A vital step has been taken in the project to transform Wharf St into a pedestrian-friendly ''eat street'' by Christmas next year.

Tauranga City Council's city transformation committee unanimously agreed to spend $190,000 preparing a detailed design for Wharf St.

It paves the way towards a decision to close off the bottom block of Wharf St to traffic and spend $2.9 million making it a cafe and restaurant precinct.

The owner of 15 Wharf St, Greg Robison, said he was delighted with the decision.


He earlier told the committee that the downtown had struggled to reinvent itself and that Wharf St was the sorriest of the sorry.

Robison cited the success of Rotorua's Eat Streat, saying: ''We need to be sharper and show that we believe in ourselves. If we don't, people won't come and invest in the downtown.''

Wharf St to Eat St. Property owner Greg Robison is happy with the council decision to transform the rather drab and tired streetscape. Photo/George Novak
Wharf St to Eat St. Property owner Greg Robison is happy with the council decision to transform the rather drab and tired streetscape. Photo/George Novak

Councillor Steve Morris said the detractors of Eat Streat in Rotorua were other retailers who felt they were subsidising competitors. He asked Robison whether the Wharf St retailers who benefited would contribute.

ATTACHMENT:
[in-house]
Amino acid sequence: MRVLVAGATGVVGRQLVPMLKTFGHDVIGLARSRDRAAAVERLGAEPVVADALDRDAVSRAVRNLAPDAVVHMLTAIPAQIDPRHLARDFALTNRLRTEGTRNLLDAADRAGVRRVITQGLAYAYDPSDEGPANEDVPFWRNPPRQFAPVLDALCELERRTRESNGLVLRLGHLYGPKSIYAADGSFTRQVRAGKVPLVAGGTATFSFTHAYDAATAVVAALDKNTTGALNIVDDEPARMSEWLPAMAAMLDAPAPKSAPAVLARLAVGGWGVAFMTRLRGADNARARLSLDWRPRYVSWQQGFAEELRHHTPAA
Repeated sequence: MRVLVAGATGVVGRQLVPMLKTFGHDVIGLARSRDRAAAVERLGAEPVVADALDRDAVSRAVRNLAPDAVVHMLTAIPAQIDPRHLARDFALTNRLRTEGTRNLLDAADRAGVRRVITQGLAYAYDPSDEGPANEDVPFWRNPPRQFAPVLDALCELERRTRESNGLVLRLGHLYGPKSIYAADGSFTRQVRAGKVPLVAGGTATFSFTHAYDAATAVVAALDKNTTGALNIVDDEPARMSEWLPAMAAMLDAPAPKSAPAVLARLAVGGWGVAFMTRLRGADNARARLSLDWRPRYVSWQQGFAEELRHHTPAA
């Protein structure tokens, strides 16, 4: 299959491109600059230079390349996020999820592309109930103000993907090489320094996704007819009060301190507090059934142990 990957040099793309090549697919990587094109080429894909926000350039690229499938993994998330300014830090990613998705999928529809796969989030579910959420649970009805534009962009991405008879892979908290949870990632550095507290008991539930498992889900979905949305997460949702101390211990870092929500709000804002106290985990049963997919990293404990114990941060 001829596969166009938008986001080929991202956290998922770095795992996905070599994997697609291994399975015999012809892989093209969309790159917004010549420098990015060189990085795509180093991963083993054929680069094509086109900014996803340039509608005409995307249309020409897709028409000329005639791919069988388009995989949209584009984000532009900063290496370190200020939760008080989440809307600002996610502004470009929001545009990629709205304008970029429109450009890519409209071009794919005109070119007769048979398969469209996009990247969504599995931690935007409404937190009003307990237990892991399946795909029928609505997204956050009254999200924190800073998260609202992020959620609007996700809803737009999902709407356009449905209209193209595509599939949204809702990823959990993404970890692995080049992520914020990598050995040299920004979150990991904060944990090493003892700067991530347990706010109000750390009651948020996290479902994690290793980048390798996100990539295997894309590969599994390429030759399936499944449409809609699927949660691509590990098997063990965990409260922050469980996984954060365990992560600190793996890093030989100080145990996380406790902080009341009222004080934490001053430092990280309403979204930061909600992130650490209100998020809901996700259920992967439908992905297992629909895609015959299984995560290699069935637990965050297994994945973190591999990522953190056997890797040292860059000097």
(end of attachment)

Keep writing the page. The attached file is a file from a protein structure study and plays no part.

Robison said he had so far spent $600,000 upgrading his building and that retailers would be paying the council for licences to occupy roadway.

The committee heard how the licences to occupy for Rotorua's Eat Streat brought in $100,000 a year. However, Morris said the licences to occupy would need to recoup a reasonable chunk of the $1.5m above-ground costs for Wharf St.

''Wharf St will no longer be the butt of jokes if this goes through,'' Morris said referring to the current look of the street.

Crown and Badger owner Jessica Rafferty said it was about making Wharf St memorable and getting away from the tired and cluttered look.

''The owners all get it. I could not imagine a more proactive group of people.''


They were planning to run festivals including St Patrick's Day, America's Independence Day, Oktoberfest, and Queen's Birthday; and celebrating special sporting events such as the America's Cup and Rugby World Cup.

''People love a reason to celebrate.''

Rafferty said visitors to Tauranga would always remember the little street that was full of lights and trees.

''Wharf St will give them a really big reason to come to Tauranga.''

Committee chairman Larry Baldock said the overwhelming feedback from public open days was that people wanted to finish the job and transform Wharf St from a caterpillar into a butterfly.

And the council's decision drew support from people who worked nearby to Wharf St.

Gaston Milsom said he loved the idea. "It gives a much better flow and makes this area much more useful. It will help to rejuvenate the whole downtown Tauranga area."

Jenna, who would only be known by her first name, said a revamped Eat St would make for a nice destination, especially if there was the ability to cover the street in the same way as Rotorua, enabling people to dine out in all weathers.

Main design outcomes for Wharf St
- Favours pedestrians, cycles and discourages through traffic.
- A green street with trees and rain gardens.
- Fixed public seating and shade.
- Space for small intimate events like live music.
- Promote more commercial offerings to enliven the street.